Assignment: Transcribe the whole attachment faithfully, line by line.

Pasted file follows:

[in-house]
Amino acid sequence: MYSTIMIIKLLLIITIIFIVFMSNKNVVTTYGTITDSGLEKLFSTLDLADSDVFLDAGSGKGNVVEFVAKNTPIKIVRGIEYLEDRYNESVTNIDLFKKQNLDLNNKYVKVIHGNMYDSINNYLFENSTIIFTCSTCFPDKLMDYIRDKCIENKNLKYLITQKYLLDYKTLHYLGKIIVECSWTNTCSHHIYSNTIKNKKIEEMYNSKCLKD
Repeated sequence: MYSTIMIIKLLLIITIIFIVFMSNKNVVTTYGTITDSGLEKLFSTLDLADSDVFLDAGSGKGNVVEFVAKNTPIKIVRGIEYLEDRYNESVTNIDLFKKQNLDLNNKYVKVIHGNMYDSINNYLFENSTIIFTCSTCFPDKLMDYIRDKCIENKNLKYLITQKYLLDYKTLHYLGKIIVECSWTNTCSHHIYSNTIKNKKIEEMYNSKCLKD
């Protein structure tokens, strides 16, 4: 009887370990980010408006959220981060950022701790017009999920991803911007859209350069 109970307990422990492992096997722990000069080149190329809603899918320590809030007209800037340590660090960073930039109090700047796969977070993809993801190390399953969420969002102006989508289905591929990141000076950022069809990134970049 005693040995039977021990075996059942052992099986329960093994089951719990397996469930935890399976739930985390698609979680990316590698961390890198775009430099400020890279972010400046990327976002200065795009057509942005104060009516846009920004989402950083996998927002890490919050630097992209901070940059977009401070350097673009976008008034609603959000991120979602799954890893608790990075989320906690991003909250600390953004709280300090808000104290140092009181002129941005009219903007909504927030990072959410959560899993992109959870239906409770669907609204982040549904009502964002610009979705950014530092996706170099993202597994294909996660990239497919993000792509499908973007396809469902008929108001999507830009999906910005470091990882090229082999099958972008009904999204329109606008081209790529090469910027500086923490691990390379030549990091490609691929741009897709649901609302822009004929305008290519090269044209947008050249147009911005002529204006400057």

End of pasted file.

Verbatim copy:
[in-house]
Amino acid sequence: MYSTIMIIKLLLIITIIFIVFMSNKNVVTTYGTITDSGLEKLFSTLDLADSDVFLDAGSGKGNVVEFVAKNTPIKIVRGIEYLEDRYNESVTNIDLFKKQNLDLNNKYVKVIHGNMYDSINNYLFENSTIIFTCSTCFPDKLMDYIRDKCIENKNLKYLITQKYLLDYKTLHYLGKIIVECSWTNTCSHHIYSNTIKNKKIEEMYNSKCLKD
Repeated sequence: MYSTIMIIKLLLIITIIFIVFMSNKNVVTTYGTITDSGLEKLFSTLDLADSDVFLDAGSGKGNVVEFVAKNTPIKIVRGIEYLEDRYNESVTNIDLFKKQNLDLNNKYVKVIHGNMYDSINNYLFENSTIIFTCSTCFPDKLMDYIRDKCIENKNLKYLITQKYLLDYKTLHYLGKIIVECSWTNTCSHHIYSNTIKNKKIEEMYNSKCLKD
């Protein structure tokens, strides 16, 4: 009887370990980010408006959220981060950022701790017009999920991803911007859209350069 109970307990422990492992096997722990000069080149190329809603899918320590809030007209800037340590660090960073930039109090700047796969977070993809993801190390399953969420969002102006989508289905591929990141000076950022069809990134970049 005693040995039977021990075996059942052992099986329960093994089951719990397996469930935890399976739930985390698609979680990316590698961390890198775009430099400020890279972010400046990327976002200065795009057509942005104060009516846009920004989402950083996998927002890490919050630097992209901070940059977009401070350097673009976008008034609603959000991120979602799954890893608790990075989320906690991003909250600390953004709280300090808000104290140092009181002129941005009219903007909504927030990072959410959560899993992109959870239906409770669907609204982040549904009502964002610009979705950014530092996706170099993202597994294909996660990239497919993000792509499908973007396809469902008929108001999507830009999906910005470091990882090229082999099958972008009904999204329109606008081209790529090469910027500086923490691990390379030549990091490609691929741009897709649901609302822009004929305008290519090269044209947008050249147009911005002529204006400057």